Tornadoes in numerous other countries have also received Fujita scale ratings, some as part of official national weather service efforts and some by individuals outside of weather service duties. The distribution of tornadoes by Fujita scale in most parts of the US and in most other countries is nearly log-linear and shows a consistent slope. In the US, there are two limiting distributions—one associated with Florida, the Front Range counties of Colorado, and the west coast, and the other associated with most of the eastern 2/3 of the US. The second distribution is consistent with processes that are much more likely to produce violent tornadoes than the first, providing evidence that two distinct mechanisms, perhaps one associated with supercells and the other not, leading to tornadogenesis. Most of the countries of the world show distributions much closer to the first distribution than the second.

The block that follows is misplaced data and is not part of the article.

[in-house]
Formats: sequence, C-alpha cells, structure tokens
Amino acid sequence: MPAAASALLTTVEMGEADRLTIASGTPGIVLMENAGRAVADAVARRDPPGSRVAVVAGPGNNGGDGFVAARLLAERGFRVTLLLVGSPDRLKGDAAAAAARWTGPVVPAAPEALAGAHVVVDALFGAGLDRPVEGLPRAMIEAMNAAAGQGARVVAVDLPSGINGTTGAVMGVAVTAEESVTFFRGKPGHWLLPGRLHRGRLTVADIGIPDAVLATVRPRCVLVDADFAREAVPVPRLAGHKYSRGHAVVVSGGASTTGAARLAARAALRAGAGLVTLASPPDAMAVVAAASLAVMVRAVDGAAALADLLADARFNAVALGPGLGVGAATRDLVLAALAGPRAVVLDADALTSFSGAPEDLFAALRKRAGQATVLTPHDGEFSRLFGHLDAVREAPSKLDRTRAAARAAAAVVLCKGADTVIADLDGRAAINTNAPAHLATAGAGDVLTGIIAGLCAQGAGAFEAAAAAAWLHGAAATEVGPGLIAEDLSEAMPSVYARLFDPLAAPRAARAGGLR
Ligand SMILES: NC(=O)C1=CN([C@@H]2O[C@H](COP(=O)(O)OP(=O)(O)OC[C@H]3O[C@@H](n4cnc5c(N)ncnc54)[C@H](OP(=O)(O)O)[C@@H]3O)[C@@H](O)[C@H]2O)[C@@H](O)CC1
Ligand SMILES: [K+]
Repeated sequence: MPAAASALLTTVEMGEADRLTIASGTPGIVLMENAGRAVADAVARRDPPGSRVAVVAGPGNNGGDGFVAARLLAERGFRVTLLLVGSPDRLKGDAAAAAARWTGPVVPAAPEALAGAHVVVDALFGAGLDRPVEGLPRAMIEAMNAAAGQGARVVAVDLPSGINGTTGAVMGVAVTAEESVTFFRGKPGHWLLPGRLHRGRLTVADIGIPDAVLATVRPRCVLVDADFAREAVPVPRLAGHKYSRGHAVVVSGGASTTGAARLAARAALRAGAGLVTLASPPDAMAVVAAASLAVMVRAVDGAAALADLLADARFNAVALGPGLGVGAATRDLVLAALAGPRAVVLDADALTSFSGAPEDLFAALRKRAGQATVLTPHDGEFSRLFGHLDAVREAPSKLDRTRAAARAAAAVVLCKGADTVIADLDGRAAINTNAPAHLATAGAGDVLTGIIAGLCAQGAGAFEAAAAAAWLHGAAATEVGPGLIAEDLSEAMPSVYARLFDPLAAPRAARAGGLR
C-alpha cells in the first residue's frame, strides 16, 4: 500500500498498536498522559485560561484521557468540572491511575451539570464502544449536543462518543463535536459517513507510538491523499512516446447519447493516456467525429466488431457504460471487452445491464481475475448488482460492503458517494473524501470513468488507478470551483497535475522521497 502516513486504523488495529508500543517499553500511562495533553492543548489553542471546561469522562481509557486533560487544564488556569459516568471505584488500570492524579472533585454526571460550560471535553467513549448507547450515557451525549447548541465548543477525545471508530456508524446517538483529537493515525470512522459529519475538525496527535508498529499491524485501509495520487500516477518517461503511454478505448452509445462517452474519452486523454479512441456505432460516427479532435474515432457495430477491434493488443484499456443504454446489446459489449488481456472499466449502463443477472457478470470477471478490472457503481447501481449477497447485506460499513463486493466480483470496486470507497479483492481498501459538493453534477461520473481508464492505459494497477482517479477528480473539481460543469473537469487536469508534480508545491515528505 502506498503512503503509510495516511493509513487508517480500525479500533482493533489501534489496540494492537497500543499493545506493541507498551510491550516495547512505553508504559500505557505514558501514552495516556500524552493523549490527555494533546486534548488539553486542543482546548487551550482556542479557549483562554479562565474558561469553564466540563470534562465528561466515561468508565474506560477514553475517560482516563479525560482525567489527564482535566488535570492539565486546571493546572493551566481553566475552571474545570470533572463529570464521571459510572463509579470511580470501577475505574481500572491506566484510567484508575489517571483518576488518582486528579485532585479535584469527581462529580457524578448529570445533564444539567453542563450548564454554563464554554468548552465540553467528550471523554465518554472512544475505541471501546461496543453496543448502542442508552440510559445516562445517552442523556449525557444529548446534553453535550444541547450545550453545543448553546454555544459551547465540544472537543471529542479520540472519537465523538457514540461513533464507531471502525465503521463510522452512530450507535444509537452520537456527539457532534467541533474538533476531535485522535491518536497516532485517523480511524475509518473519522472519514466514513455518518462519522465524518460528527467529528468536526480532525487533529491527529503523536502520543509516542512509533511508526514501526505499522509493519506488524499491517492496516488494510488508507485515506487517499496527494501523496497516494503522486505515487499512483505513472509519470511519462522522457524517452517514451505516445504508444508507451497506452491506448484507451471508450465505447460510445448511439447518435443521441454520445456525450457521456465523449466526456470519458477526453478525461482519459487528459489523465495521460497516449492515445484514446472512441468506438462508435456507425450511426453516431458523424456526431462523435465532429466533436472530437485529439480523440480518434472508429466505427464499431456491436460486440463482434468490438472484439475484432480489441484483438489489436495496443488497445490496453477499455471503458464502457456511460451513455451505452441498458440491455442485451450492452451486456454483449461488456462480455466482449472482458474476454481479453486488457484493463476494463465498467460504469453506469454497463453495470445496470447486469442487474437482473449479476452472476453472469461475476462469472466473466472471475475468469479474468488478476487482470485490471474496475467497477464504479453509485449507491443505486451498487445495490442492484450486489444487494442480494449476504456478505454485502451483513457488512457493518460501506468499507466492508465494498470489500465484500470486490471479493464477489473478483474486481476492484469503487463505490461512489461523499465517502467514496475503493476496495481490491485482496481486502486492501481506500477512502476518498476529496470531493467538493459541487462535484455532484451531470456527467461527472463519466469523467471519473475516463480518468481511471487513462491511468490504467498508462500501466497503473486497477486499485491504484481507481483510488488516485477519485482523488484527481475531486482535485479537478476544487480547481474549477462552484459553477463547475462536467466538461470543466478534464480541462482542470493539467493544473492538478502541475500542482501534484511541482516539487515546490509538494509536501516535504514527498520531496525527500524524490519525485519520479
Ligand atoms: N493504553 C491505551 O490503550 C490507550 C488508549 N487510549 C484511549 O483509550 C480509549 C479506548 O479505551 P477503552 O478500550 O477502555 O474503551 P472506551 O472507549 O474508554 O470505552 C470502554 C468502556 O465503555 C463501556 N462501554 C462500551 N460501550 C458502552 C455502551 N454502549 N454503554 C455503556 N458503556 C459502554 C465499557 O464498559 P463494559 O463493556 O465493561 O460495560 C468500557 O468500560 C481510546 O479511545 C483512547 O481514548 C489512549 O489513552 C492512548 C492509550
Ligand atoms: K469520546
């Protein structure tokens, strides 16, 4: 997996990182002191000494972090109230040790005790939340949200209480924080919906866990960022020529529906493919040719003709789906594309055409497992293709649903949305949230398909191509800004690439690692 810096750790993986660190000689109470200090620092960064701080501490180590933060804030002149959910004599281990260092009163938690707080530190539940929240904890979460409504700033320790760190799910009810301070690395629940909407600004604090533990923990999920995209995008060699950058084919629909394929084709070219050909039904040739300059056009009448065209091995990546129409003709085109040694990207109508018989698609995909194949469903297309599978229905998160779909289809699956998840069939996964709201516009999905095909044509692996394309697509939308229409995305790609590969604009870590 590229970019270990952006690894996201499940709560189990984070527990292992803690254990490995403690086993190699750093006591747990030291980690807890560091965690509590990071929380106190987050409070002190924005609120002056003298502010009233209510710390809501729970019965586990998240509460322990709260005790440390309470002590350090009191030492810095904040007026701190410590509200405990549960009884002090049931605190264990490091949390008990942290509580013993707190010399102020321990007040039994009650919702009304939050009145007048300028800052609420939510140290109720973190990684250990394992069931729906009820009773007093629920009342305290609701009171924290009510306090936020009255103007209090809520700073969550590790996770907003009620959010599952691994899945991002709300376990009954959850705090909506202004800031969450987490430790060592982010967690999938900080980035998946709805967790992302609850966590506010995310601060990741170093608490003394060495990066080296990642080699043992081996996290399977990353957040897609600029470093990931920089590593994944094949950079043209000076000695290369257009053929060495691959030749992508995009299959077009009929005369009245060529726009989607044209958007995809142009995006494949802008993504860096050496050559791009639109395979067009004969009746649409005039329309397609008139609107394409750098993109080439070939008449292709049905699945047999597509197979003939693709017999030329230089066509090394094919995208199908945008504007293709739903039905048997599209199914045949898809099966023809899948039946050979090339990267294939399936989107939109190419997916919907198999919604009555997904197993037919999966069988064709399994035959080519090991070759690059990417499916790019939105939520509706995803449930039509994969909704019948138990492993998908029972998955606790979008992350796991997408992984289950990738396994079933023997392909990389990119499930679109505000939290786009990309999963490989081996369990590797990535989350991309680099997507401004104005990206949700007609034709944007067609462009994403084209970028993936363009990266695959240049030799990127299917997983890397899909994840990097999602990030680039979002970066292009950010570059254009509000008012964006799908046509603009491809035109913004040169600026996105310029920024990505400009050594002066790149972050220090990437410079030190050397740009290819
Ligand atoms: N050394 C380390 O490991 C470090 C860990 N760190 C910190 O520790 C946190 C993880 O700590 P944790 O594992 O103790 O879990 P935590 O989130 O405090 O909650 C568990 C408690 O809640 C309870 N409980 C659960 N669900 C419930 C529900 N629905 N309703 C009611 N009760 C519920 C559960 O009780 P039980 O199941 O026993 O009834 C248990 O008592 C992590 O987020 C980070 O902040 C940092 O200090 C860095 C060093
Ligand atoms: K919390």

Studies of proximity soundings associated with US tornadoes from 1957-1999 indicate that environments associated with F2 and stronger tornadoes have been relatively consistent from 1973 on, but that many previous F2 tornadoes occurred in environments that would not typically be associated with tornadoes currently. I hypothesize that the tornadoes in the 1957-1972 period were rated more strongly than at present, perhaps because of the retrospective nature of the ratings and because of different groups of people being responsible for verifying tornado reports (state climatologists prior to 1972 and the NWS since then.)